[3]. Matthew 12:20, ESV.

[4]. Matthew 15:8, ESV.

[5]. Carl Friedrich Keil and Franz Delitzsch, Commentary on the Old Testament, vol. 7 (Peabody, MA: Hendrickson, 1996), 47.

[6]. Isaiah 1:7, ESV.

[7]. Isaiah 1:4, ESV.

[8]. Isaiah 1:2, ESV

[9]. Isaiah 1:18, ESV

[10]. Wim Beuken. 2004. “The manifestation of Yahweh and the Commission of Isaiah: Isaiah 6 read against the background of Isaiah 1.” Calvin Theological Journal 39, no. 1: 72-87. ATLA Religion Database with ATLASerials, EBSCOhost(accessed May 9, 2018). 73.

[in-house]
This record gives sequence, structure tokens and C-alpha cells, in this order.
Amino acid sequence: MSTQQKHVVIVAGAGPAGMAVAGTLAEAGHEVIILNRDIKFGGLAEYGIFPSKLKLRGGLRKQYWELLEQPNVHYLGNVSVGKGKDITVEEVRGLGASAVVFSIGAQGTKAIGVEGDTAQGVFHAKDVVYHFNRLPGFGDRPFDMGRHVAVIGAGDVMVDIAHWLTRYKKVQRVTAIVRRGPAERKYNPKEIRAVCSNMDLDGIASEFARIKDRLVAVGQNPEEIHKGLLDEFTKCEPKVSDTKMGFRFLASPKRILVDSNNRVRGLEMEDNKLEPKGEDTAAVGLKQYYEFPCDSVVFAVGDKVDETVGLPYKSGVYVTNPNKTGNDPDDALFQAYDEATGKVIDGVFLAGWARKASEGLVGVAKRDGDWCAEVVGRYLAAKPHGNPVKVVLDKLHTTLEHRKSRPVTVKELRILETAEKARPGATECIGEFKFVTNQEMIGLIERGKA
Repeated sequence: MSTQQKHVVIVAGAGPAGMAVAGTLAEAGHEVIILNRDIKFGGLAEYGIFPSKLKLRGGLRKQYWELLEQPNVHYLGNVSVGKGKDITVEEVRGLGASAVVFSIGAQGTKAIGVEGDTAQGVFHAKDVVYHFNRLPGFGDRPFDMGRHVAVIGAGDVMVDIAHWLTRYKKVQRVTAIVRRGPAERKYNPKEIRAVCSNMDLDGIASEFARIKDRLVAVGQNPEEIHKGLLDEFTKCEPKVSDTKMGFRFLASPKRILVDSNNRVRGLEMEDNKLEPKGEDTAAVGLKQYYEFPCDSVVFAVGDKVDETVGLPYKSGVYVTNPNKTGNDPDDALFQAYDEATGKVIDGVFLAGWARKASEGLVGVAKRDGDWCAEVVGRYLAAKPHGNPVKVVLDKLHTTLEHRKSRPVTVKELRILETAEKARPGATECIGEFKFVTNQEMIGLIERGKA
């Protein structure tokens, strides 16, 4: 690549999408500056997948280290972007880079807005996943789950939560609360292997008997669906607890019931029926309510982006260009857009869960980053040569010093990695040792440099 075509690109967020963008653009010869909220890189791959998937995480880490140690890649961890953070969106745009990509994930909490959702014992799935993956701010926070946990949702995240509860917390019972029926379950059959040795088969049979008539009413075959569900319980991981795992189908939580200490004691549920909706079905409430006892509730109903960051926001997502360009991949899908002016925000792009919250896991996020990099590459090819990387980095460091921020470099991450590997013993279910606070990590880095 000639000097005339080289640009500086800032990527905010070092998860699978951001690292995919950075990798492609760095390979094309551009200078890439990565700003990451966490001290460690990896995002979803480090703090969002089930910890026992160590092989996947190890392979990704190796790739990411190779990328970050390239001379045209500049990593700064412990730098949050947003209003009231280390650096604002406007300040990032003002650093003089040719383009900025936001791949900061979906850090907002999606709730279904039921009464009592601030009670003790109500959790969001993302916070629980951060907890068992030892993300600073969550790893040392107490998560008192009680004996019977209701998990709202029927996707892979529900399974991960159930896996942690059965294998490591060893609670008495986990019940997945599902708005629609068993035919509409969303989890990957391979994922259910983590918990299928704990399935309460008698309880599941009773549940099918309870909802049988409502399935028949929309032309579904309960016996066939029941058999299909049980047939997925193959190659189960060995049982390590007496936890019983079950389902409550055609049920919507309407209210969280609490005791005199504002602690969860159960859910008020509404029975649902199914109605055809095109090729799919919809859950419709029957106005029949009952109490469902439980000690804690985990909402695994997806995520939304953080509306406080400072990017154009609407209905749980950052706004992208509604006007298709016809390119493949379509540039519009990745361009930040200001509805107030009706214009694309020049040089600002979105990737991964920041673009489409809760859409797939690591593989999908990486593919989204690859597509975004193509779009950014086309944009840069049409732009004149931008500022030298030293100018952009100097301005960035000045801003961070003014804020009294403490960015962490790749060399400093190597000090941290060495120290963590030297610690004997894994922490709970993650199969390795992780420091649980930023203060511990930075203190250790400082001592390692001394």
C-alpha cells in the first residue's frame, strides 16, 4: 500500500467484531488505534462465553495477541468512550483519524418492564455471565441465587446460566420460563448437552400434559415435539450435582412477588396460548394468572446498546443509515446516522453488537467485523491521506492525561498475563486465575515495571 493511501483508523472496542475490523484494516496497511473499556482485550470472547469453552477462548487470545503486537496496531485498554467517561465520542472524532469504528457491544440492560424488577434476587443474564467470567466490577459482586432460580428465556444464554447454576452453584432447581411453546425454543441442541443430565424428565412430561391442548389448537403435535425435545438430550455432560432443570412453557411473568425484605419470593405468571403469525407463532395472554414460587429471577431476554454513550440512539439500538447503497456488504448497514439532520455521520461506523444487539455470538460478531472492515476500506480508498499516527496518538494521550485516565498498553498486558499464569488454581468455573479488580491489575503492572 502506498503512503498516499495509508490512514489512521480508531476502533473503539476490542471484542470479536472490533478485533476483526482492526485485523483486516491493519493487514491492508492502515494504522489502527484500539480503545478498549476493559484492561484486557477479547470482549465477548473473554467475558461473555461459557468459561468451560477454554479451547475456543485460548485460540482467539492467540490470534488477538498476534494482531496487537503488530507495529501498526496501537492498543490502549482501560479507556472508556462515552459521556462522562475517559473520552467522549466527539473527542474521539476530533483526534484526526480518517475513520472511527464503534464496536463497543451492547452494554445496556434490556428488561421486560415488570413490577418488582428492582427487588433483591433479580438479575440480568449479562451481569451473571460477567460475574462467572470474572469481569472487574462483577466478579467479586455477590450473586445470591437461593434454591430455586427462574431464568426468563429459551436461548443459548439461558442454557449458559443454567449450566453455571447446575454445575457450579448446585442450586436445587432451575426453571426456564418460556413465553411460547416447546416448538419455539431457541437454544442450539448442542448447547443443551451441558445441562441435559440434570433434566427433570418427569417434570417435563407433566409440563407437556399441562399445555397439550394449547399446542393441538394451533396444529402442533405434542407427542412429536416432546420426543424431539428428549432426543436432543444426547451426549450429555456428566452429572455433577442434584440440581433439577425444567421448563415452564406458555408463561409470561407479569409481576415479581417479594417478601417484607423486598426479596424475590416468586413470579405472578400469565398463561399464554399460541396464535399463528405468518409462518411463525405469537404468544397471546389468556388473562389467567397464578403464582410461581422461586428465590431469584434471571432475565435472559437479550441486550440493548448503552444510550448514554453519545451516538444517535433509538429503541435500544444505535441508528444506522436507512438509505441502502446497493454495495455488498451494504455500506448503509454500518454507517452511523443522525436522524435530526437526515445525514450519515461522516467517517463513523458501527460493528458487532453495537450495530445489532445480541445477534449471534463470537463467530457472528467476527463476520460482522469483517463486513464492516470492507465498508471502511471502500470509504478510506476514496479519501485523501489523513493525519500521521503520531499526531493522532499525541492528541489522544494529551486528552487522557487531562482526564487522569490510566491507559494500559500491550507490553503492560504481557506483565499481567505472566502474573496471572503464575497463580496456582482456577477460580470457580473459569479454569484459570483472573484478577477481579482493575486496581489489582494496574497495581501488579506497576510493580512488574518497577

[11]. Isaiah 1:5, ESV.

[12]. Isaiah 1:7, ESV.

[13]. Isaiah 1:13, ESV.

[14]. Isaiah 1:16, ESV.

[15]. James 2:17, ESV.

[16]. Isaiah 1:18, ESV.

[17]. Revelation 7:14, ESV.

[18]. Isaiah 1:19, ESV.

[19] Anton C. Vrame. 1989. “Theodoret, Bishop of Kyros as an Exegete of Isaiah 1: A Translation of His Commentary, with an Introduction.” The Greek Orthodox Theological Review 34, no. 2: 127-147. ATLA Religion Database with ATLASerials, EBSCOhost (accessed May 10, 2018). 134.

Posted in Blog, Theology.